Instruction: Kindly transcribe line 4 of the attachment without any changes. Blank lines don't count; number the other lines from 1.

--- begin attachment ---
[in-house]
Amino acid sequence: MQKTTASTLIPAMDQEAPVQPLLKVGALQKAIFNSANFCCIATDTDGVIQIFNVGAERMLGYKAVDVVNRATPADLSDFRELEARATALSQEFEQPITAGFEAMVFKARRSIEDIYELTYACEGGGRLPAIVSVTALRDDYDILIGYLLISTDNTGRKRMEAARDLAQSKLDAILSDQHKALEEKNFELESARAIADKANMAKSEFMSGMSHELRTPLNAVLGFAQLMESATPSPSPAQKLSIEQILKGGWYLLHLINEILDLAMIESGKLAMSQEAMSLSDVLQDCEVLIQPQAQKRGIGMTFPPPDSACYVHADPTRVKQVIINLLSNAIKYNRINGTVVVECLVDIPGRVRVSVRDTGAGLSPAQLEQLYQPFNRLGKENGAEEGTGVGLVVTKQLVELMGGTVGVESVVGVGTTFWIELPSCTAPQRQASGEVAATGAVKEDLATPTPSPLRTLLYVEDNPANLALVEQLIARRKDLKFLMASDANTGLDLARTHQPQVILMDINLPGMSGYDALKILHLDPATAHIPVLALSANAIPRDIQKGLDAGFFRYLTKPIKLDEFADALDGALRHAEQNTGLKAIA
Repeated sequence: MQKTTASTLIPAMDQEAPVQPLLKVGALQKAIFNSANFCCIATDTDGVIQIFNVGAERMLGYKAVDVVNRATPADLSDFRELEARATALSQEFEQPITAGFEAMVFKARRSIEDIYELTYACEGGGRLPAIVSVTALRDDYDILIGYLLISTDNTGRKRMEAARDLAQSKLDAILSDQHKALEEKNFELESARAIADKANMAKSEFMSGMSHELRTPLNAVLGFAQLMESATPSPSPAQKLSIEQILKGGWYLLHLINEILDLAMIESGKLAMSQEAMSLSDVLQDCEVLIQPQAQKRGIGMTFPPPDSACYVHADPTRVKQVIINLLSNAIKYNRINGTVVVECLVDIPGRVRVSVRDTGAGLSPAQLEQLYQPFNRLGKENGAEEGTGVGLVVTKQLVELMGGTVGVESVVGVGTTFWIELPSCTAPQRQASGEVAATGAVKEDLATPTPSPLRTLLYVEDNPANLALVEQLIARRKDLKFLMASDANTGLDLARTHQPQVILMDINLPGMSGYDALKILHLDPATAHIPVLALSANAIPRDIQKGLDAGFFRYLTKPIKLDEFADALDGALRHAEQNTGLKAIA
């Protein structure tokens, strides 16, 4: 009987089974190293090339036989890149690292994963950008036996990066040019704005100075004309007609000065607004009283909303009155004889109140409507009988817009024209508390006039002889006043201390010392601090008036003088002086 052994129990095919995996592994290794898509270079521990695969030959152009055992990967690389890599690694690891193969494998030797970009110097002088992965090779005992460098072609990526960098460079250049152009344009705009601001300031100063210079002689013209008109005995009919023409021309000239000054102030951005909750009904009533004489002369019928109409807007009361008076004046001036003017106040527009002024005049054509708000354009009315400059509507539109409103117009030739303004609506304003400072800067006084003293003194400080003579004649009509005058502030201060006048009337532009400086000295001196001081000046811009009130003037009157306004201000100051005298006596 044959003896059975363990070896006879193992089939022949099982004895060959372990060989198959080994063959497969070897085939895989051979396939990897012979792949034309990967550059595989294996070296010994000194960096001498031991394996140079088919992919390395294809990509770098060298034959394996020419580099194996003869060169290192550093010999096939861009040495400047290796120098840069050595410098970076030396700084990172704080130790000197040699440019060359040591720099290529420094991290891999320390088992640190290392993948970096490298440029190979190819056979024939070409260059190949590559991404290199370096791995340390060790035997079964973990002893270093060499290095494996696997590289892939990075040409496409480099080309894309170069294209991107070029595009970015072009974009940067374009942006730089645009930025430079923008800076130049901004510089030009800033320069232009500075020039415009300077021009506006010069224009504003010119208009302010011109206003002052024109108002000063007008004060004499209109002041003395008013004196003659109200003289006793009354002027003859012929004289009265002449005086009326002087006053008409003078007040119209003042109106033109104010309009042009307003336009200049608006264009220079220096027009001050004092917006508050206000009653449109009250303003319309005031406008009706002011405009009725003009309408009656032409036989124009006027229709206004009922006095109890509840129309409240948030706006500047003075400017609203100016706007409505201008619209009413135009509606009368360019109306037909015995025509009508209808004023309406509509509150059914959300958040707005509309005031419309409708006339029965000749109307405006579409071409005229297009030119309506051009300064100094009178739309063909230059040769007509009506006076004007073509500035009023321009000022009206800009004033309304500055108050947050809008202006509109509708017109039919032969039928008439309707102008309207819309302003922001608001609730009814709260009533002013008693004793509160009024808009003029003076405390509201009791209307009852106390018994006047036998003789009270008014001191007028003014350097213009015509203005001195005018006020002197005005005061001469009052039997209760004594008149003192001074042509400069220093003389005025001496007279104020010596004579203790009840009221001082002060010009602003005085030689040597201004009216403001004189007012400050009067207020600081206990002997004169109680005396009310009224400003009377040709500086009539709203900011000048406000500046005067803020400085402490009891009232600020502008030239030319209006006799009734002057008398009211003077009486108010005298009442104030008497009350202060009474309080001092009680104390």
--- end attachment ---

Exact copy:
């Protein structure tokens, strides 16, 4: 009987089974190293090339036989890149690292994963950008036996990066040019704005100075004309007609000065607004009283909303009155004889109140409507009988817009024209508390006039002889006043201390010392601090008036003088002086 052994129990095919995996592994290794898509270079521990695969030959152009055992990967690389890599690694690891193969494998030797970009110097002088992965090779005992460098072609990526960098460079250049152009344009705009601001300031100063210079002689013209008109005995009919023409021309000239000054102030951005909750009904009533004489002369019928109409807007009361008076004046001036003017106040527009002024005049054509708000354009009315400059509507539109409103117009030739303004609506304003400072800067006084003293003194400080003579004649009509005058502030201060006048009337532009400086000295001196001081000046811009009130003037009157306004201000100051005298006596 044959003896059975363990070896006879193992089939022949099982004895060959372990060989198959080994063959497969070897085939895989051979396939990897012979792949034309990967550059595989294996070296010994000194960096001498031991394996140079088919992919390395294809990509770098060298034959394996020419580099194996003869060169290192550093010999096939861009040495400047290796120098840069050595410098970076030396700084990172704080130790000197040699440019060359040591720099290529420094991290891999320390088992640190290392993948970096490298440029190979190819056979024939070409260059190949590559991404290199370096791995340390060790035997079964973990002893270093060499290095494996696997590289892939990075040409496409480099080309894309170069294209991107070029595009970015072009974009940067374009942006730089645009930025430079923008800076130049901004510089030009800033320069232009500075020039415009300077021009506006010069224009504003010119208009302010011109206003002052024109108002000063007008004060004499209109002041003395008013004196003659109200003289006793009354002027003859012929004289009265002449005086009326002087006053008409003078007040119209003042109106033109104010309009042009307003336009200049608006264009220079220096027009001050004092917006508050206000009653449109009250303003319309005031406008009706002011405009009725003009309408009656032409036989124009006027229709206004009922006095109890509840129309409240948030706006500047003075400017609203100016706007409505201008619209009413135009509606009368360019109306037909015995025509009508209808004023309406509509509150059914959300958040707005509309005031419309409708006339029965000749109307405006579409071409005229297009030119309506051009300064100094009178739309063909230059040769007509009506006076004007073509500035009023321009000022009206800009004033309304500055108050947050809008202006509109509708017109039919032969039928008439309707102008309207819309302003922001608001609730009814709260009533002013008693004793509160009024808009003029003076405390509201009791209307009852106390018994006047036998003789009270008014001191007028003014350097213009015509203005001195005018006020002197005005005061001469009052039997209760004594008149003192001074042509400069220093003389005025001496007279104020010596004579203790009840009221001082002060010009602003005085030689040597201004009216403001004189007012400050009067207020600081206990002997004169109680005396009310009224400003009377040709500086009539709203900011000048406000500046005067803020400085402490009891009232600020502008030239030319209006006799009734002057008398009211003077009486108010005298009442104030008497009350202060009474309080001092009680104390």